Steeped in sheep

M.V. Museum offers a four-part program on the Island’s ‘wooly history.’


Martha’s Vineyard Museum research librarian Bow Van Riper and education and public programs manager Norah Kyle are the dynamic duo teaching the brand-new program, Martha’s Vineyard’s Wooly History. The hands-on activities, live demonstration, special guests, and trips to the gallery to see relevant objects in the related “Woven” exhibition, will make for an interesting four-week class.

“If you were to come to the Island in the early 19th century, you would see sheep everywhere,” Van Riper says. “Wool and sheep are one of the great underrepresented stories in the history of the Vineyard. Wool was the backbone of our agricultural economy basically from the colonization in the 1640s down to the end of the 19th century. Vineyarders grew many crops and raised many different types of livestock for their own use, but when it came to cash crops, wool was absolutely king.” 

Van Riper says that most Vineyard farms kept at least a few sheep to generate wool for themselves, but in many cases, they had enormous flocks capable of producing far in excess of what they needed. They would export the raw wool to mainland mills, which would clean, spin, weave, and dye it. Of course, some Islanders processed the wool themselves, creating products that they would sell to their neighbors or to the larger regional economy for cash to buy things not produced on the Island, such as coffee, tea, sugar, and more.

“Everyone in their spare time was busy turning yarn into stockings, caps, scarves — some for local use and others for sale off-Island,” Van Riper explains. “Knitting, weaving, and spinning were, for a significant percentage of the Vineyard population prior to the 1850s and even as late as 1900, the definitive side hustle — the thing you did beyond fishing and farming, especially in the winter when the crops were in, and it was too stormy to go out to sea. And for a small subset of the Island, it was what you did for a living.”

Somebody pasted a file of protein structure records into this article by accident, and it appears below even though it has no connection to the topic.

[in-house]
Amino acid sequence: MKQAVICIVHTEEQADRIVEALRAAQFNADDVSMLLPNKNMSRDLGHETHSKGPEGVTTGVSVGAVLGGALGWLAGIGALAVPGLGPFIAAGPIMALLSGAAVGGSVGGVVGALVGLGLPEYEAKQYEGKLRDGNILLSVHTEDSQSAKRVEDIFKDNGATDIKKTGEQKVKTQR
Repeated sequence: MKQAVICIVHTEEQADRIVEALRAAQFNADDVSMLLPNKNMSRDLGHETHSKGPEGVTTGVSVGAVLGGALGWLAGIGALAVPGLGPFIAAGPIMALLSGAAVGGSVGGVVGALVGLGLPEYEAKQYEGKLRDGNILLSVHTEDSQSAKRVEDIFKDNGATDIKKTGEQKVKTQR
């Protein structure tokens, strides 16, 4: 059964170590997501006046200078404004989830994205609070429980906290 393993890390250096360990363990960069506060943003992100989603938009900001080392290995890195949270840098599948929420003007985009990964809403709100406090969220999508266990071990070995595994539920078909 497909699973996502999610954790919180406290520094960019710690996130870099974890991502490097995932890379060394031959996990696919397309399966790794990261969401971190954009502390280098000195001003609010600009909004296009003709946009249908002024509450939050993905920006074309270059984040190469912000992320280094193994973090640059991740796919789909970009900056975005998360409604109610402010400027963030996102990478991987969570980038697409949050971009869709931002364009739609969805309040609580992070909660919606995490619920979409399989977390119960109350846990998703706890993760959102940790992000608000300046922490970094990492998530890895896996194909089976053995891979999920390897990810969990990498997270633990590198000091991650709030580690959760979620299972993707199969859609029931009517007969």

The course will come alive with Van Riper’s accounts about such things as the small-scale entrepreneur Mary Merry, who lived in what is now known as the Mill House in Vineyard Haven. “She was an absolute inveterate knitter and always sent her sea captain husband off on his voyages with bags of mittens and scarves and hats that he could sell to bring back the proceeds,” he says. “There is a story that once his ship sank while he was at sea and when word came back to Mary, her first reaction was not, ‘Oh no, is my husband okay?’ but ‘Oh dear, all those hats, and mittens are lost!’”

On a larger historic scale, we have In October 1778, during the American Revolution, Major General Charles Grey arrived at Holmes Hole (now Vineyard Haven) backed by a fleet of warships and hundreds of redcoats and demanded food for the British troops. In addition to 315 cattle and more than 50 tons of hay, “Grey’s Raid” cost the Island 10,000 sheep; roughly two-thirds of the Vineyard’s entire supply. It took nearly 50 years for the sheep population to rebound to pre-war levels.

“I would love people to walk away with a sense of how broadly and deeply sheep affected the history of the Island,” Van Riper said. “Everything from the look of the up-Island landscape with its endless rolling hills divided by stone walls down to the fact that the most successful manufacturing industry on the Island before the mid-20th century and, possibly the most successful ever, was the old West Tisbury mill, which now houses the Garden Club, turning Island wool into Island-made cloth.” 

The hands-on component promises to viscerally convey something else — the complexity of going from sheep to sweater. “In point of fact, if you were making a living off wool products in the 18th or 19th century, you were orchestrating a technologically sophisticated, multi-step process that required a whole series of specific tasks in a particular way, in a particular order, each of which required a very precise set of skills that had to be executed properly to create a useable product,” Van Riper says. “The people who lived here in the past were a lot smarter, a lot more sophisticated, had a better understanding of a much wider range of tools and techniques, and were tied into a much wider economic network than we tend to, in our Currier-and-Ives-romanticized image of the past, give them credit for.”

Kyle adds, “I hope that people will enjoy delving deep into the intricacies of historical agriculture and teasing out the reality of Island farm life and wool production from the charming agrarian myth of self-sufficiency.”

Martha’s Vineyard’s Wooly History takes place on Thursdays from 5:30 to 7 pm, Feb. 2 to Feb. 23 at the Martha’s Vineyard Museum. Best for ages 16 and up. $60 for MVM members, $75 for non-members. Pre-registration is required. Registration closes Jan. 28 at noon. To learn more and register, visit